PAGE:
Georgia wins despite itself

semerson@macon.comDecember 21, 2013 

ATHENS -- Charles Mann walked to the free-throw line, took a deep breath, hit the shot and pumped his fist. When it came time for the second shot, he walked back up, aimed and hit it again ... and then panicked.

That wasn’t the plan. It was fitting for the Georgia basketball team Saturday. On a day it couldn’t hit free throws, it made one when it was actually trying not to.

But it turned out fine, as Mann’s free throws with 2.5 seconds left provided the difference in a 65-63 win over Western Carolina.

The Bulldogs trailed by 10 with seven minutes left and needed a furious rally and some fortuitous calls to pull off the win.

“I thought their team deserved to win that game more than ours did,” Georgia head coach Mark Fox said.

“I’d have to agree with him on that,” Western Carolina head coach Larry Hunter said.

Hunter was upset with Georgia getting the chance to win the game at the line. The game was tied when Mann drove down the lane, and officials called a foul on the Catamounts, signaling that they hacked Mann on the arm.

“Give (Georgia) credit, they fought back on us, and we had some opportunities to take advantage, but I just can’t understand how they determined this kind of ballgame with a free throw right there at the end,” Hunter said. “That’s the ballgame right there. Make them earn it. They may have beaten us, but make them earn it. I’m not trying to take anything away from the University of Georgia, but it’s just very, very frustrating.”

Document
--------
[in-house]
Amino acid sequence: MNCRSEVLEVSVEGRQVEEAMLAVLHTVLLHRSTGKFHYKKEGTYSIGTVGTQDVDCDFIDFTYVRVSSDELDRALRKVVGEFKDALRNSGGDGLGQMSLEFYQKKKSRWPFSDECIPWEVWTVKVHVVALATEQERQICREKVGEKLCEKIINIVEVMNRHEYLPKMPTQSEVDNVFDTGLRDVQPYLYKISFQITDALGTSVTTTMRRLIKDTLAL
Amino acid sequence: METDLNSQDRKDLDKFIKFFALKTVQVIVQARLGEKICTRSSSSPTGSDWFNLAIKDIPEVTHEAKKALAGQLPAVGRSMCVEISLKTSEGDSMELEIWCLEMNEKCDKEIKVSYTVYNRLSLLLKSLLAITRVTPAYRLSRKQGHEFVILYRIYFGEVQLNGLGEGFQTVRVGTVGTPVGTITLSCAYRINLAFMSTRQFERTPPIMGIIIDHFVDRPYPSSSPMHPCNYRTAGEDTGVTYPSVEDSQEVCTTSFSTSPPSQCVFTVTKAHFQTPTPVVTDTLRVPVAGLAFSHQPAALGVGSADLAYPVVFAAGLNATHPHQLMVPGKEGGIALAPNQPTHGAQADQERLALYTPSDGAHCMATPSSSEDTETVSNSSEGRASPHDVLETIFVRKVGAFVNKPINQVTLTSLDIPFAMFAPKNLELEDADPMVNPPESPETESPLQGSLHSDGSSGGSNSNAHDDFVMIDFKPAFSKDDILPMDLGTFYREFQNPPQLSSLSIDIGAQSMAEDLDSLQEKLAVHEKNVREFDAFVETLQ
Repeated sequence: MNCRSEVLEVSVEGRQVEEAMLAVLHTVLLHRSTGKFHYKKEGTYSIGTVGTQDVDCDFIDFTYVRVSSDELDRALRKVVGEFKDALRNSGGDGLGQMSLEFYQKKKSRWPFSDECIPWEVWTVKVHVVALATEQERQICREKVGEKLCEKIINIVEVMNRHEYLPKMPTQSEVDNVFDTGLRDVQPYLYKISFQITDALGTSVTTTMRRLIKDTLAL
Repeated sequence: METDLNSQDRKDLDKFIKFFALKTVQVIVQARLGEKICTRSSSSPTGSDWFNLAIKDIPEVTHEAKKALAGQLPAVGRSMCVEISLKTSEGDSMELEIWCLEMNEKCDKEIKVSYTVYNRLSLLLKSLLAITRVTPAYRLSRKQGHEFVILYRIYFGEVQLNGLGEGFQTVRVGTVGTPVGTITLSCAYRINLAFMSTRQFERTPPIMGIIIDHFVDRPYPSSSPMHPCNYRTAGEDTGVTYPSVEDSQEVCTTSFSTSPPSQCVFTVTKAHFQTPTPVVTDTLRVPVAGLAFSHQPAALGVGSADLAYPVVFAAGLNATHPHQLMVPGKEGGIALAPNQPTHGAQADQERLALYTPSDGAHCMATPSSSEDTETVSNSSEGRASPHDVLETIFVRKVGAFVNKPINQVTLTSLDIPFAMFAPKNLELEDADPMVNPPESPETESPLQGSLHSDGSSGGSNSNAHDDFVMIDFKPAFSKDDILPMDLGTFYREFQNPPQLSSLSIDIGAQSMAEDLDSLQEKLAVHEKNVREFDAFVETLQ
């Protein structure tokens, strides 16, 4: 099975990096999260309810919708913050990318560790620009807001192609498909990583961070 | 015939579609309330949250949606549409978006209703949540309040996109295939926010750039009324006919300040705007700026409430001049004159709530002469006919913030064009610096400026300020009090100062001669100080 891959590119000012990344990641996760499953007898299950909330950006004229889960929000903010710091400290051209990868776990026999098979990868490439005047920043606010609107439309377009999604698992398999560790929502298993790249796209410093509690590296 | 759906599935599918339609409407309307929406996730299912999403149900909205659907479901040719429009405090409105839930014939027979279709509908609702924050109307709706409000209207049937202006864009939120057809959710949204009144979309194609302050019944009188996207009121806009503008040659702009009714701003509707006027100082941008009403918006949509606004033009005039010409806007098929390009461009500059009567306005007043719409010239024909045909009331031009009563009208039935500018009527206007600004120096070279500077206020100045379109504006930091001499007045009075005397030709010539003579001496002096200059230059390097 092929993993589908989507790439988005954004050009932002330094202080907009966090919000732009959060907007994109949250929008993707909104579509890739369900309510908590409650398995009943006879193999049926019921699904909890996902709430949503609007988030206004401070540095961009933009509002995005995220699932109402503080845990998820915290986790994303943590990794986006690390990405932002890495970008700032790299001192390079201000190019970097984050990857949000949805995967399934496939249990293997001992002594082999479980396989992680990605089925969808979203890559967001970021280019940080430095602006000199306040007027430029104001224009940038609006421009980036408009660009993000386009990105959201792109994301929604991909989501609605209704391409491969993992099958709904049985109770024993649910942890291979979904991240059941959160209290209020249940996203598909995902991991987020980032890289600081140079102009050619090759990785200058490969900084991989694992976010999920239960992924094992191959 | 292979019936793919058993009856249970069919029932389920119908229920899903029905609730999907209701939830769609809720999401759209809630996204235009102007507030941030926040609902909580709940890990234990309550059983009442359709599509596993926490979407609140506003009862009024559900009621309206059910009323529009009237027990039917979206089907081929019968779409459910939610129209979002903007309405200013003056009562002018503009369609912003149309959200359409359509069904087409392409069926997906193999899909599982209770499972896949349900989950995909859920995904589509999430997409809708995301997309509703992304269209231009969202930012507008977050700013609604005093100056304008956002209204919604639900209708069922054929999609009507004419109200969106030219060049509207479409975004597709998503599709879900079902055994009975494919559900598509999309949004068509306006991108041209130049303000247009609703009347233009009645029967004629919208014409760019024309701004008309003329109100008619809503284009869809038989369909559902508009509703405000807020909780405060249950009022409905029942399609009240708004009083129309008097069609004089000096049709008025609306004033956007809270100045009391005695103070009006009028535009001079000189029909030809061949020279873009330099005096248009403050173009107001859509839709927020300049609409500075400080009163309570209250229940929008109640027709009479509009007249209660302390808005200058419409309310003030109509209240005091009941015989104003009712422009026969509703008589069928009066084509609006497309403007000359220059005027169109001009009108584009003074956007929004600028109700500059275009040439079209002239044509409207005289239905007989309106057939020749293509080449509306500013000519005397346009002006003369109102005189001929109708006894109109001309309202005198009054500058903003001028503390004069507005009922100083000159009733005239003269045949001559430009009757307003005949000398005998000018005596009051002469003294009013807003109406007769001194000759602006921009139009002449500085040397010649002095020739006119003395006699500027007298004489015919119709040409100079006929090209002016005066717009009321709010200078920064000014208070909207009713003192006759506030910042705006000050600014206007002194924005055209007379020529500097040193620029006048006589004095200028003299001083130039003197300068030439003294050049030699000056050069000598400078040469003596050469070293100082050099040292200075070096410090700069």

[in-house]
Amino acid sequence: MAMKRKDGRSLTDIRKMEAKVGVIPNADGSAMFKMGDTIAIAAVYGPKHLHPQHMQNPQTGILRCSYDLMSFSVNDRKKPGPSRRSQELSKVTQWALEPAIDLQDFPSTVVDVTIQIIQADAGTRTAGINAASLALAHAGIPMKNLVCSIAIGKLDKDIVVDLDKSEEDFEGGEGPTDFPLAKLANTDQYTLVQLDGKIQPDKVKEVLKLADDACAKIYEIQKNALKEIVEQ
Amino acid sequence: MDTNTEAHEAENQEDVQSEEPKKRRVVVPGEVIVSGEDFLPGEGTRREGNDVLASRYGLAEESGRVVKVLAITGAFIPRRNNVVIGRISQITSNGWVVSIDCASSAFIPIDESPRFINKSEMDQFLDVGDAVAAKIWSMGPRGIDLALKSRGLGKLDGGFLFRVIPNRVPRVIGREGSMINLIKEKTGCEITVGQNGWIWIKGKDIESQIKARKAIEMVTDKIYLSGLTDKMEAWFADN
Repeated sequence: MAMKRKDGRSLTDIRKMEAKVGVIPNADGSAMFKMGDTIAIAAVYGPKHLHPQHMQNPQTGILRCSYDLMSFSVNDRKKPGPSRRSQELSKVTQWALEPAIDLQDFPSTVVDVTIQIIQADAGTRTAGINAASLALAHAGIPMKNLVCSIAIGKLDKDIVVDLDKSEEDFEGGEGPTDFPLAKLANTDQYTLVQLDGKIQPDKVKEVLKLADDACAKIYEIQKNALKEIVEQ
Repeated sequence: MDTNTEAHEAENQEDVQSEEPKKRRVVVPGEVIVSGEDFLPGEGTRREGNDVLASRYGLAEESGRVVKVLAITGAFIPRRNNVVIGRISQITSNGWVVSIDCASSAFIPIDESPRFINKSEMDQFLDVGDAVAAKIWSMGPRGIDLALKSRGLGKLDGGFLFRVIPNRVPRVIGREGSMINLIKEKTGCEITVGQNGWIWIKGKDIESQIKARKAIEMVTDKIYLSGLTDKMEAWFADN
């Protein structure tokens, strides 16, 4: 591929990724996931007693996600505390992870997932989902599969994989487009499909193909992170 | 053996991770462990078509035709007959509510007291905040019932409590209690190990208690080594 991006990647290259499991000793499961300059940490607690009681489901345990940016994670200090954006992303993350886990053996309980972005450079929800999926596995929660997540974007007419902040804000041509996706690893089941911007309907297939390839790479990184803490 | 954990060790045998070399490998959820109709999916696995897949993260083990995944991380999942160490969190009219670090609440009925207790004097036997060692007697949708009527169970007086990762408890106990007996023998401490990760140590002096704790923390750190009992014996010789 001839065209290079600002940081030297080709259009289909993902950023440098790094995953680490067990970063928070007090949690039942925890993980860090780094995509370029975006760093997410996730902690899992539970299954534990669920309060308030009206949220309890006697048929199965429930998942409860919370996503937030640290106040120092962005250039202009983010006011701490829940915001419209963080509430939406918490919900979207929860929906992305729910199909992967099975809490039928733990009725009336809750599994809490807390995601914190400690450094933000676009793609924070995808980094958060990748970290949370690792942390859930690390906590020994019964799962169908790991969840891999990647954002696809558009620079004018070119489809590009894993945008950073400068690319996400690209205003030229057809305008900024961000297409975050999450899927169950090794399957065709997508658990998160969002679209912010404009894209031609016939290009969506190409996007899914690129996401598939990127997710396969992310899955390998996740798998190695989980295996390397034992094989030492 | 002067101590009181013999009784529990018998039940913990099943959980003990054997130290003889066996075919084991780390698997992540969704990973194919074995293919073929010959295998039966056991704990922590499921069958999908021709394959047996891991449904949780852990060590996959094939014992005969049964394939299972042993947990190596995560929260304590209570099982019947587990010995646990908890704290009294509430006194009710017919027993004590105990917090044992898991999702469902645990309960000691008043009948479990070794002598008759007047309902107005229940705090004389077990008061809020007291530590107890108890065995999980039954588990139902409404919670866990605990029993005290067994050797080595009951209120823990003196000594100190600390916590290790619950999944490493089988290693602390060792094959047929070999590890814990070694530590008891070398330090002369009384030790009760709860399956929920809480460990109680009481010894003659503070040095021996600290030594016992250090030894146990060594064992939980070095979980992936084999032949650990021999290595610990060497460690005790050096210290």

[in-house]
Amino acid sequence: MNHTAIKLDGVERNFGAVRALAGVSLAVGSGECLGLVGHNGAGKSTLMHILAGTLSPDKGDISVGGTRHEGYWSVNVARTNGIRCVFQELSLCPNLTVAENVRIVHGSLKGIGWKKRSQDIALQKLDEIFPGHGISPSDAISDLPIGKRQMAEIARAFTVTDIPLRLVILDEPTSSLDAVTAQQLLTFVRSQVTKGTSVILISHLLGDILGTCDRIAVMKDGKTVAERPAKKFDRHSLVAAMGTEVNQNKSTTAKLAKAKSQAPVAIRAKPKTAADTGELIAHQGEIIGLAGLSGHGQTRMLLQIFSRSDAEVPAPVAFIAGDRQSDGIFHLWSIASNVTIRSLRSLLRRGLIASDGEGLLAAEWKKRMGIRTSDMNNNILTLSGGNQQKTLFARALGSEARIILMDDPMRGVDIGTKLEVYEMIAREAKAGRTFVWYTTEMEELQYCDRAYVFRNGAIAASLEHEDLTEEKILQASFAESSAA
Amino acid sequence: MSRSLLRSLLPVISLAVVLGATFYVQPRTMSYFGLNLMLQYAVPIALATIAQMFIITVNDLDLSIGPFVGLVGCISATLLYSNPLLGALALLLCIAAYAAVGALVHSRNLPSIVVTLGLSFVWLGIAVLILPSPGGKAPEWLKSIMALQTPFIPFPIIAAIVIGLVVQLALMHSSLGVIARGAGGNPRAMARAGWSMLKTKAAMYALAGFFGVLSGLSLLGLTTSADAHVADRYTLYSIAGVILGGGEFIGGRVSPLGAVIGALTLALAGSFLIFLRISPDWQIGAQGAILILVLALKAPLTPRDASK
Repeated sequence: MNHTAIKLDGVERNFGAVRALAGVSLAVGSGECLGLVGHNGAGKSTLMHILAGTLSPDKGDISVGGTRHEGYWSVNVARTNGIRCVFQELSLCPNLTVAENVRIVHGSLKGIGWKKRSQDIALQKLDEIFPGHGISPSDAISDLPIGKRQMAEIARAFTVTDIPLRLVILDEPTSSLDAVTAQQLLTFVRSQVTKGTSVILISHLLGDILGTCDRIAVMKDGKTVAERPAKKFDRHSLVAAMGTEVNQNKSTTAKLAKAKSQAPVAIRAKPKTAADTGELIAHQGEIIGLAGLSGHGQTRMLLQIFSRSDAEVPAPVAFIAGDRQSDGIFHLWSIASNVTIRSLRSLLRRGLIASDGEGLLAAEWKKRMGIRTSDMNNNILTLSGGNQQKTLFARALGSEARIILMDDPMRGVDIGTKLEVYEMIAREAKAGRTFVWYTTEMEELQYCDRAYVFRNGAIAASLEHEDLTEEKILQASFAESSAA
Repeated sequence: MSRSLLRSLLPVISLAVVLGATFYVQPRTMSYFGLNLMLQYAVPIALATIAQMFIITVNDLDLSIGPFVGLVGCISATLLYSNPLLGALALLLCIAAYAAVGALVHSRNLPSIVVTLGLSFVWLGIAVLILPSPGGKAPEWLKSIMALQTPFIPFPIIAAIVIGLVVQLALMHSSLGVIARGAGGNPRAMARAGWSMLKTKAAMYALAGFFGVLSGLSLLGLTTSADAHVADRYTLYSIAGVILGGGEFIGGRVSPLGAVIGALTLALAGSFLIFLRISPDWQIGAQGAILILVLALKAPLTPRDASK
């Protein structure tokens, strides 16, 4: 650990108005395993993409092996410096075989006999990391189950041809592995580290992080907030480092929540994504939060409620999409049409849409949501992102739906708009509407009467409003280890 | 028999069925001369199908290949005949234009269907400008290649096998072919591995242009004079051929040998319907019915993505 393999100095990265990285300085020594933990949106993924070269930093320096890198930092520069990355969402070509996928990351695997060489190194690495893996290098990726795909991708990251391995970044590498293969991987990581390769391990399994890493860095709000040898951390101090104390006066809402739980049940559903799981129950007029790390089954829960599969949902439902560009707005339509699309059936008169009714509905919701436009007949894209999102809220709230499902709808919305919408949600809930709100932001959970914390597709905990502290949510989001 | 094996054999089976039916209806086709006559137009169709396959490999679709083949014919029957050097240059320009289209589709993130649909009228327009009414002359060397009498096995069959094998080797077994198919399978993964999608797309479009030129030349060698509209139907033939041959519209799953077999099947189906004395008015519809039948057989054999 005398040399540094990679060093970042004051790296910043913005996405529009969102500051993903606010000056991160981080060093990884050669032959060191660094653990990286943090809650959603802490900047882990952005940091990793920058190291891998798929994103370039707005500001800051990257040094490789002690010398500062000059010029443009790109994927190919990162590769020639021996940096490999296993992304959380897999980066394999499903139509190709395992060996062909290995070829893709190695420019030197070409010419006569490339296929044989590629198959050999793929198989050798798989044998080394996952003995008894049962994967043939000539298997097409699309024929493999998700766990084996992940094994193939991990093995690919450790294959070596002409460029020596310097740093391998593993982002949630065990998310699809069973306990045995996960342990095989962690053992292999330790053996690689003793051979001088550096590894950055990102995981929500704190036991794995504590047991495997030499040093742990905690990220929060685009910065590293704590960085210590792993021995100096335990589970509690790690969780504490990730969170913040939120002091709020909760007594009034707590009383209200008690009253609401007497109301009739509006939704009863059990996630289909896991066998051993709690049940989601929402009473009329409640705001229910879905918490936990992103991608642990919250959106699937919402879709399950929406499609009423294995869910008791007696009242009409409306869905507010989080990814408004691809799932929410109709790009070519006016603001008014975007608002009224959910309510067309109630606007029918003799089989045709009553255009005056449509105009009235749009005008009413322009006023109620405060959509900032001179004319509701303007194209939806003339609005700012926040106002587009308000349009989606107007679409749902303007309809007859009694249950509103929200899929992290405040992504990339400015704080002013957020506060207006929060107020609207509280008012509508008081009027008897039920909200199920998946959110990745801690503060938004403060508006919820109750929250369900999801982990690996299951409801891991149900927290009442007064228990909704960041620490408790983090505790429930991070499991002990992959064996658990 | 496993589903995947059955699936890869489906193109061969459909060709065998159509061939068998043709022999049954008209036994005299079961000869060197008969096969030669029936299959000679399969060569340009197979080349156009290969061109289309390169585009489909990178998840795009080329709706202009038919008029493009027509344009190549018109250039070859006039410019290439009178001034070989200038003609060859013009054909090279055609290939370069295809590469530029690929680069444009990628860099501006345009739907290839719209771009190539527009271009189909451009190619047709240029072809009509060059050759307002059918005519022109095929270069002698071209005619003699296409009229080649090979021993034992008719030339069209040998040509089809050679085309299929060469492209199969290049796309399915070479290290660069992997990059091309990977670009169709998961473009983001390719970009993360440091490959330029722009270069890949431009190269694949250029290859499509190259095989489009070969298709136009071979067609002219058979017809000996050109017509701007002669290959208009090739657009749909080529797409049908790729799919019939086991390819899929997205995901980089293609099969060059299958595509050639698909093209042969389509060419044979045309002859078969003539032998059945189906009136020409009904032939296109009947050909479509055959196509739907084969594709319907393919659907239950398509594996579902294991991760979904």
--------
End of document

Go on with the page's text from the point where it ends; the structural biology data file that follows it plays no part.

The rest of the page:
Hunter might also have been frustrated with the way the calls went in general, his team whistled for twice as many personal fouls (26-to-13). But Georgia couldn’t take advantage, going 24-for-38 from the line.

Mann struggled the most and was 3-for-9 when he went to the line with 2.5 seconds left.

“Even though I was missing, I felt confident in myself,” Mann said. “I’m shooting about 76 percent for the season. I kept on believing in myself.”

So he hit the first one. Then Fox called timeout so he could set his defense and instructed Mann to miss the second. Western Carolina had a timeout left, but the feeling was that the Catamounts wouldn’t be able to get anything but a 3-pointer anyway, so Fox wanted a little more time to go off the clock.

But Mann, who couldn’t make most of the day when he was trying to make, ended up hitting it when he was trying to miss.

“I have no idea,” Mann said, smiling sheepishly. “I guess it just went in.”

Western Carolina didn’t use its timeout. It got the ball downcourt, where an off-balance 3-point heave fell short.

The fact it was even this close was worrisome for Georgia, which was shaky on defense most of the day.

Fox put the blame squarely on himself.

“I did not coach very well,” Fox said. “I told our team that. I didn’t have you prepared well enough to play against their changing defenses, and that’s on me. I didn’t feel like we had a good approach there.”

This was the final game of Georgia’s five-game homestand, where the object was to do no harm and figure things out for the ensuing stretch. Four of the next five games are on the road, and those four teams are ranked in the top 40 in the RPI.

The problem for Georgia is it wheezed to the end of the past two games, after winning decisively the first three games.

But Fox saw some light in that.

“You’re not gonna play pretty every night. And when you play not as well as you want to and win, that’s a good thing,” Fox said.

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